- The cerebellum, a prominent brain structure at the back of the brain below the neocortex, is involved in fine-tuning motor sequences and motor learning. Within the cerebellum are repeated neural circuits forming modules that deal with motor planning, motor execution, and balance.
All the modules that make up the central nervous system are extensively interconnected. If you were to take a section through about any part of the brain, you’d see that the brain has more white matter, or pale-appearing axon tracts (the neural “wires” that connect neurons to each other) than darker gray matter (neural cell bodies and dendrites, which receive inputs from other neurons and do the neural computations).
Here’s why: The brain uses local interconnections between neurons to do computations in neural circuits. However, any single neuron contacts only a fraction of the other neurons in the brain. To get to other brain modules for other computations, the results of these computations must be sent over long distance projections via axon tracts of communication neurons.
What a charge: The role of electricity
Most neurons are cells specialized for computation and communication. They have two kinds of branches: dendrites (which normally receive inputs from other neurons) and axons (which are the neuron’s output to other neurons or other targets, like the muscles) emanating from their cell bodies.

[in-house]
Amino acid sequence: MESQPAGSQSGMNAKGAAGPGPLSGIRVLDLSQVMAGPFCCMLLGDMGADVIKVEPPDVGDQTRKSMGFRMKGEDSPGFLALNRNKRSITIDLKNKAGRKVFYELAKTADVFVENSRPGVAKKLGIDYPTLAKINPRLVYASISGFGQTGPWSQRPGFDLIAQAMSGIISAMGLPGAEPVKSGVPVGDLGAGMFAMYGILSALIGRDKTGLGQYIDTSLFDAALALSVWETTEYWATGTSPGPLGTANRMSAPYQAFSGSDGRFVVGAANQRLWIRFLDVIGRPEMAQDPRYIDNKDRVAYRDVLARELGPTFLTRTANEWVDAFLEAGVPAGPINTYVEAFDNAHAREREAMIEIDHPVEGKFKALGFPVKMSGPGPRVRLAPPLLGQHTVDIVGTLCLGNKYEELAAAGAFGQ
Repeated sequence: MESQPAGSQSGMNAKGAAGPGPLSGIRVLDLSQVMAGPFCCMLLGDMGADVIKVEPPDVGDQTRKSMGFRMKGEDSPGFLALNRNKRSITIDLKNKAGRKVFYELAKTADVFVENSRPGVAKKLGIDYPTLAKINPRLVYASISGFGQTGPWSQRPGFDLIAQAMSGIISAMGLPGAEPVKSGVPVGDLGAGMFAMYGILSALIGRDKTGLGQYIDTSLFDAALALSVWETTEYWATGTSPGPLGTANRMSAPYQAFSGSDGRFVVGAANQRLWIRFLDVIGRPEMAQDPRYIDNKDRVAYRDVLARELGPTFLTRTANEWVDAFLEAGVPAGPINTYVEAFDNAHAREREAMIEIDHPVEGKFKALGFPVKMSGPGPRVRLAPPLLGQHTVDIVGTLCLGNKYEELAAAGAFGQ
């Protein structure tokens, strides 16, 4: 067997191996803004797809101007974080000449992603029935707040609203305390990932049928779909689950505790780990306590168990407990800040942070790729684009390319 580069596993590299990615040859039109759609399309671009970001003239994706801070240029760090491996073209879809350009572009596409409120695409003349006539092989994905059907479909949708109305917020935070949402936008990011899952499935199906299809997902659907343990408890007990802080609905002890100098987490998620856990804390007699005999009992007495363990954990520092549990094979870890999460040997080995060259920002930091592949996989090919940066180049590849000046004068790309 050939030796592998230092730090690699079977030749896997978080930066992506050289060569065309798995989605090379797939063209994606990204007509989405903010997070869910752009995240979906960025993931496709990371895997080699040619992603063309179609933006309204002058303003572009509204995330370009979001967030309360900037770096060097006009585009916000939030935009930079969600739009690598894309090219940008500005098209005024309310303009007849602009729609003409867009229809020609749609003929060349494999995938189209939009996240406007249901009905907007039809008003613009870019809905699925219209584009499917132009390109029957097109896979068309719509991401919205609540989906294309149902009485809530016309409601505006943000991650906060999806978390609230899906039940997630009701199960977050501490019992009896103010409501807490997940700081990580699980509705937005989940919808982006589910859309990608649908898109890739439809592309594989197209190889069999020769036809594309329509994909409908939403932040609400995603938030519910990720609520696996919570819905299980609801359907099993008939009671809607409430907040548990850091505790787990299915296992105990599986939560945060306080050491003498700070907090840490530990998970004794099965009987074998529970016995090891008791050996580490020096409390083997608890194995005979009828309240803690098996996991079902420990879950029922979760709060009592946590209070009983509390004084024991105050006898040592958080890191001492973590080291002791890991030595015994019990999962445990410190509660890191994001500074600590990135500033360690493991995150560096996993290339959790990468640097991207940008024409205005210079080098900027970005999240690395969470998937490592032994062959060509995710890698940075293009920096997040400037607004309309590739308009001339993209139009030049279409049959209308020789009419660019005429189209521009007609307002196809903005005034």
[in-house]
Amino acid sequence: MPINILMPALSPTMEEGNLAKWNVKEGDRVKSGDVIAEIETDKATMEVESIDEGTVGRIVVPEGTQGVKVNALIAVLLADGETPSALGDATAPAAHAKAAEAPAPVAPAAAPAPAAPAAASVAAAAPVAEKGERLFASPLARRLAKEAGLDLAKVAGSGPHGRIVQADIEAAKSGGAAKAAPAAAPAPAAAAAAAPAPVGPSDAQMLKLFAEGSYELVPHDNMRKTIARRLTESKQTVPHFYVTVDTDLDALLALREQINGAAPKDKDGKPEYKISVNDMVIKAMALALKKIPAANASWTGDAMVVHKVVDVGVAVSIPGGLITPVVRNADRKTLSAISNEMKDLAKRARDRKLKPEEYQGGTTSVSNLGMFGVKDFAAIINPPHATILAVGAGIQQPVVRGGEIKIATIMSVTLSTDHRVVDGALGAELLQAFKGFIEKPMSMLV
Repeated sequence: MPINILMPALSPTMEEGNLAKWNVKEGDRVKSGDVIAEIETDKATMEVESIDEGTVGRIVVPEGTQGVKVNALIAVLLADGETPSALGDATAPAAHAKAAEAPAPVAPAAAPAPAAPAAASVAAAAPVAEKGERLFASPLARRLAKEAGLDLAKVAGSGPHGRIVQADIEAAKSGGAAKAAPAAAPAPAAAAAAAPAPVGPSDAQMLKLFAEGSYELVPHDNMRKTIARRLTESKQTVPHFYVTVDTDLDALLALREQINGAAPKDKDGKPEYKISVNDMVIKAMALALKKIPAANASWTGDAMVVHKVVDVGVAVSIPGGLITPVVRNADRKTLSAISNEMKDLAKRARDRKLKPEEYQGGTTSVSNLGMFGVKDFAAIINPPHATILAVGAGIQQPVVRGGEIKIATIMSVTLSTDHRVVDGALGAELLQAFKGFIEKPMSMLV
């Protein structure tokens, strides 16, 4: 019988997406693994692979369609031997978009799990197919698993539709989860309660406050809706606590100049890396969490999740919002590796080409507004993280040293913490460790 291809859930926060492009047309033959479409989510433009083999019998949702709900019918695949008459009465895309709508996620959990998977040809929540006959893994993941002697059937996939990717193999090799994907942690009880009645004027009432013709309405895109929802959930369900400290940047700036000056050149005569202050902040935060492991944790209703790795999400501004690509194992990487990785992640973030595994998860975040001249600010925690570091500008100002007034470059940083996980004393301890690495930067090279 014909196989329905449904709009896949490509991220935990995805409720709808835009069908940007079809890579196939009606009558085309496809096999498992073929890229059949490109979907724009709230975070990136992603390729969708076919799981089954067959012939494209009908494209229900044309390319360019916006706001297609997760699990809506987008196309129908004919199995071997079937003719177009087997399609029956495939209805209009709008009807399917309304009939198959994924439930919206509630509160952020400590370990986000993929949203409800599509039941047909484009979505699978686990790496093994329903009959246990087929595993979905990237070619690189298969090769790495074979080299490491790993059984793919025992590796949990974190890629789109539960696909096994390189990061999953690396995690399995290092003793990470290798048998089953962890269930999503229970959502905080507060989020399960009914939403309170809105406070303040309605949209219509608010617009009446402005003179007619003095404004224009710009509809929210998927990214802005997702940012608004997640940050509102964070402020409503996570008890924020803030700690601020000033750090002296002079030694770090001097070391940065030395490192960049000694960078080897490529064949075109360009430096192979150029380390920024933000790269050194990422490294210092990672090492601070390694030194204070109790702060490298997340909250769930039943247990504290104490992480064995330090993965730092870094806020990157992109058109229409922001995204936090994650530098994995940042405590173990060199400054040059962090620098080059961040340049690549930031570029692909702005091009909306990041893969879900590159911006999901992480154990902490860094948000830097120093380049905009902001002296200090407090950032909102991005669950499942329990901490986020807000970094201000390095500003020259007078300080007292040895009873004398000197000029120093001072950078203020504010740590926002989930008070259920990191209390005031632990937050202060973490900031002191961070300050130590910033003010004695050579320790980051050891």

Neuronal dendrites may be hundreds of micrometers in length, and neural axons may extend a meter (for example, axons run from single cells in the primary motor cortex in your brain down to the base of your spinal cord). Because the neuron is lengthened by the dendrites and axons, if the neuron is going to process signals rapidly, it needs mechanisms to help that intracellular communication along. That mechanism? Electricity, whose conduction down the axon is aided by myelin wrapping from glial cells.
Neurons use electricity to communicate what is happening in different parts of the neuron. The basic idea is that inputs spread out all over the dendrites and cause current flow from the dendrites into the cell body. The cell body converts this changing electrical current into a set of pulses sent down its axon to other neurons.
Understanding the nervous system’s modular organization
The nervous system has an overall modular organization. Neurons participate in local circuits consisting of several hundred neurons composed of a dozen or two (or three, or sometimes four!) different types of neurons. These local circuits perform neural computations on inputs to the circuit and send the results to other circuits as outputs via projection neurons.
Local circuits form modules that perform certain functions, like seeing vertical lines, hearing 10,000 Hz tones, causing a particular finger muscle to contract, or causing the heart to beat faster. Groups of similar modules form major brain regions, of which there are several hundred, give or take. Modules in the brain, spinal cord, peripheral nervous system, and autonomic nervous system all work together to maintain your survival by regulating your internal environment and managing your interaction with the external environment.
Of course, humans do more than just survive. They have feelings and memories and curiosity and spiritual yearnings. They are capable of language, self-reflection, technology, and curiosity about their place in the universe.